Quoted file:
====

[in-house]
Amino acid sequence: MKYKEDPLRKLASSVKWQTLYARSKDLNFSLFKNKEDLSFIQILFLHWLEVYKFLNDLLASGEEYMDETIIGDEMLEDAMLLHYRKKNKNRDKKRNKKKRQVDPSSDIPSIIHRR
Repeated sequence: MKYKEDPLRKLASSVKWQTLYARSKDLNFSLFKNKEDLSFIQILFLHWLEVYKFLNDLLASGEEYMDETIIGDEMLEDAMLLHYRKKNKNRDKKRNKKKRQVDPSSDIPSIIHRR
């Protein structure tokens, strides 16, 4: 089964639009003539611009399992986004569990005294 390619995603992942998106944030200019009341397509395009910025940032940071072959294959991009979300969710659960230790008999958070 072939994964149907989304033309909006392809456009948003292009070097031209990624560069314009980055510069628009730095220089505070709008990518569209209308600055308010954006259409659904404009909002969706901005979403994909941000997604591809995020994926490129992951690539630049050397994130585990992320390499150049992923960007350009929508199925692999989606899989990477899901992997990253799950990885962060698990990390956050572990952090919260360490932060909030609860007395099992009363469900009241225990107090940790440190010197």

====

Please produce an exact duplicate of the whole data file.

[in-house]
Amino acid sequence: MKYKEDPLRKLASSVKWQTLYARSKDLNFSLFKNKEDLSFIQILFLHWLEVYKFLNDLLASGEEYMDETIIGDEMLEDAMLLHYRKKNKNRDKKRNKKKRQVDPSSDIPSIIHRR
Repeated sequence: MKYKEDPLRKLASSVKWQTLYARSKDLNFSLFKNKEDLSFIQILFLHWLEVYKFLNDLLASGEEYMDETIIGDEMLEDAMLLHYRKKNKNRDKKRNKKKRQVDPSSDIPSIIHRR
């Protein structure tokens, strides 16, 4: 089964639009003539611009399992986004569990005294 390619995603992942998106944030200019009341397509395009910025940032940071072959294959991009979300969710659960230790008999958070 072939994964149907989304033309909006392809456009948003292009070097031209990624560069314009980055510069628009730095220089505070709008990518569209209308600055308010954006259409659904404009909002969706901005979403994909941000997604591809995020994926490129992951690539630049050397994130585990992320390499150049992923960007350009929508199925692999989606899989990477899901992997990253799950990885962060698990990390956050572990952090919260360490932060909030609860007395099992009363469900009241225990107090940790440190010197």